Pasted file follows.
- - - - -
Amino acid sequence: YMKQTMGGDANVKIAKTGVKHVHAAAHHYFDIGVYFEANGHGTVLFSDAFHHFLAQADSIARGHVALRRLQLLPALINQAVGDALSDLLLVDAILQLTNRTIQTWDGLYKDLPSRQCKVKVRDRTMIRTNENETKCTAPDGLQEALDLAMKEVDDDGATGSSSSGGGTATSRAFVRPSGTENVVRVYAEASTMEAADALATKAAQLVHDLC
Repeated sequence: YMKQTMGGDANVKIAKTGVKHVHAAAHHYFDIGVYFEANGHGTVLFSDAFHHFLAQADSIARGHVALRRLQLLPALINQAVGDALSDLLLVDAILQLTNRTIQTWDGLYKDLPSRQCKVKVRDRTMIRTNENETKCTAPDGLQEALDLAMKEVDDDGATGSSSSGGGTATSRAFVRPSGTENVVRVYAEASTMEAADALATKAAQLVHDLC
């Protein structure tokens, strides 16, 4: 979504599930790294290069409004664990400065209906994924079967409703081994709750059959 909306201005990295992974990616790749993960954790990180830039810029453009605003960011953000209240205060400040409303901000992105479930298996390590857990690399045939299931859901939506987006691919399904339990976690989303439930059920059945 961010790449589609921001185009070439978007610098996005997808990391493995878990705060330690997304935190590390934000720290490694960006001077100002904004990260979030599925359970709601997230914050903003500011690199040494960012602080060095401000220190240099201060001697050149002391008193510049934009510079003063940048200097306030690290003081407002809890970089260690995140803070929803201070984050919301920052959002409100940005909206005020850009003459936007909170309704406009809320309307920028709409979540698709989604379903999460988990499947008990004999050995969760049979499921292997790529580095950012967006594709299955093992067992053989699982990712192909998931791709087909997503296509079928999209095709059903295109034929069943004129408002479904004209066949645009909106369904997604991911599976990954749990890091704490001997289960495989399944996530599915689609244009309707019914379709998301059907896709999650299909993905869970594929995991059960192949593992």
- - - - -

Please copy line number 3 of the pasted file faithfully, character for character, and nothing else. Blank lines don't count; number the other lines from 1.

């Protein structure tokens, strides 16, 4: 979504599930790294290069409004664990400065209906994924079967409703081994709750059959 909306201005990295992974990616790749993960954790990180830039810029453009605003960011953000209240205060400040409303901000992105479930298996390590857990690399045939299931859901939506987006691919399904339990976690989303439930059920059945 961010790449589609921001185009070439978007610098996005997808990391493995878990705060330690997304935190590390934000720290490694960006001077100002904004990260979030599925359970709601997230914050903003500011690199040494960012602080060095401000220190240099201060001697050149002391008193510049934009510079003063940048200097306030690290003081407002809890970089260690995140803070929803201070984050919301920052959002409100940005909206005020850009003459936007909170309704406009809320309307920028709409979540698709989604379903999460988990499947008990004999050995969760049979499921292997790529580095950012967006594709299955093992067992053989699982990712192909998931791709087909997503296509079928999209095709059903295109034929069943004129408002479904004209066949645009909106369904997604991911599976990954749990890091704490001997289960495989399944996530599915689609244009309707019914379709998301059907896709999650299909993905869970594929995991059960192949593992």